2012 NHL Stanley Cup Final – Game Four

What they’re saying about Game 4 of 2012 Stanley Cup finals

As Don La Greca points out, the New Jersey Devils have still never been swept. Martin Brodeur & Co. fought off elimination with a 3-1 win against the Los Angeles Kings to narrow the Kings’ series lead to 3-1. Let’s take a look at what people were saying about the game on Twitter.

Martin Brodeur praise

Even before it was clear – very late – that the Devils might win, the plaudits for Brodeur began rolling out. Sam Carchidi believes that Jonathan Quick has been superior overall, yet Brodeur deserves credit for his “quietly superb” finals performances. Brian Compton reacted to a big save by saying that Brodeur wasn’t ready “to go home,” which was only true figuratively since the series will move back to Newark.

Yet Compton’s comment about Brodeur’s play being the headliner instead of Adam Henrique’s game-winner serves as a great transition.

“And, as clutch a goal as that was, Marty is the story in this one if the Devils hang on.”

That clutch goal

Still, Henrique’s penchant for scoring big ones turned a lot of heads. Rangers blogger Scotty Hockey admits that he’s “starting to loathe” the young forward’s clutch skills. This take from a Japer’s Rink contributor probably captured the sardonic side of the big tally in the funniest way, though.

“OK, Henrique, the whole ‘Ooh, I have a Satan-like goatee and play for the Devils and score big goals’ thing is played out. Stop it already.”

Good stuff, although it must be noted that Henrique switched from the playoff beard to a mustache before Game 4.

Kovalchuk’s empty-netter

While Tom Gulitti and others speculate on Ilya Kovalchuk’s health, his empty-netter might be one of those monkey-off-your-back moments. Slava Malamud points out that Kovalchuk tied Anze Kopitar for the 2012 playoffs scoring lead while Harrison Mooney had an amusing take on the “breakthrough.”

“Ohhhhh … turns out Kovalchuk’s problem was that there’s been a goalie in the net. Problem solved.”

Pancake jokes

Dustin Penner had a couple nice opportunities against Brodeur tonight, but couldn’t connect. That invited a couple of inevitable pancake jokes, yet Winging It in Motown’s simple pun ranked as my favorite.

“That shot was crepe.”

Nicely done.


If nothing else, we’ll peek at Twitter for more fun comments and interesting insights for at least one more night. Meanwhile, the 1988 Edmonton Oilers’ not-so-well-known playoff record remains safe.

Report: Kings, Richards nearing settlement

Mike Richards
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The Los Angeles Kings and Mike Richards may be nearing a settlement in their dispute over Richards’ terminated contract, TSN’s Bob McKenzie is reporting.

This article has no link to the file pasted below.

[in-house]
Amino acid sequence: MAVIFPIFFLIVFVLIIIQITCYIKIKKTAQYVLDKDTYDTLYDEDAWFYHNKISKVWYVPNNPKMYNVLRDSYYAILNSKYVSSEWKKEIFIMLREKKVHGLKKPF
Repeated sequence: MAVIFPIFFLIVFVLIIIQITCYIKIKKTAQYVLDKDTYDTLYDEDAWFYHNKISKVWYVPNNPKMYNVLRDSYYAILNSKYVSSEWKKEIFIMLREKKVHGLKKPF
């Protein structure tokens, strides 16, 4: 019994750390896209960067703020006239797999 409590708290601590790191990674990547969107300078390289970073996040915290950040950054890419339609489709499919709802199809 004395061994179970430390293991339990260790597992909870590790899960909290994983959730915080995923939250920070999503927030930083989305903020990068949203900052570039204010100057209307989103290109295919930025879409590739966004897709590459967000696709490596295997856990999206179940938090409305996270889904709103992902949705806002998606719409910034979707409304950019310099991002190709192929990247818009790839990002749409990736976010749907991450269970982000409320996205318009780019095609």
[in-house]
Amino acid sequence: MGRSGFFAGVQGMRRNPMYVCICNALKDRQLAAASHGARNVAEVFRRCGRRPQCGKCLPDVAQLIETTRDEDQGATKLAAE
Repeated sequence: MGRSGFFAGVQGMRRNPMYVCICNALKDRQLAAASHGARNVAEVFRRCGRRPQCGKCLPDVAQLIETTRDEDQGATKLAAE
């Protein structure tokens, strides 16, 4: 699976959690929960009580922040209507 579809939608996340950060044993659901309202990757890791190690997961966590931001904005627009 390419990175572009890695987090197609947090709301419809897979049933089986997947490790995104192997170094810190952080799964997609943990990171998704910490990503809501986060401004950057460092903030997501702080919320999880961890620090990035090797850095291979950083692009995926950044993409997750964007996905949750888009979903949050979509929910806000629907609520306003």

You can read the report for all the details, but we’re sure curious about this part:

If a settlement is reached, there’s no word yet on what salary cap penalties the Kings would still face. There’s bound to be something, but not likely as onerous as the full value of Richards’ contract, which carries with it a cap hit of $5.75 million. If there’s a settlement, Richards would undoubtedly become a free agent though there’s no telling at this point what monies he would be entitled to from the Kings in a settlement.

The issue here is precedent, and what this case could set. The NHL and NHLPA can’t allow teams to escape onerous contracts through a back door, and many are adamant that that’s what the Kings were attempting to do in Richards’ case.

Bettman to players: Don’t screw up ‘once-in-a-lifetime opportunity’ with drugs

Gary Bettman
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The NHL wants to take an educational approach — not a punitive one — to deter its players from using illicit drugs like cocaine.

“My interest is not to go around punishing people,” Bettman told Sportsnet today.

“My interest is getting players to understand the consequences of doing something that could jeopardize this great, once-in-a-lifetime opportunity that they’ve been given, to play in the NHL.”

While some players have expressed surprise at hearing that cocaine use is growing, the anecdotal evidence of substance abuse has been very much in the news, from Jarret Stoll‘s arrest to Mike Richards’ arrest to, more recently, Zack Kassian‘s placement in the NHL/NHLPA’s treatment program.

“We don’t have the unilateral right to do things here. We need the consent of the Players’ Association,” Bettman said. “It’s not about punishment. It’s about making sure we get it to stop.”

Related: Cocaine in the NHL: A concern, but not a crisis?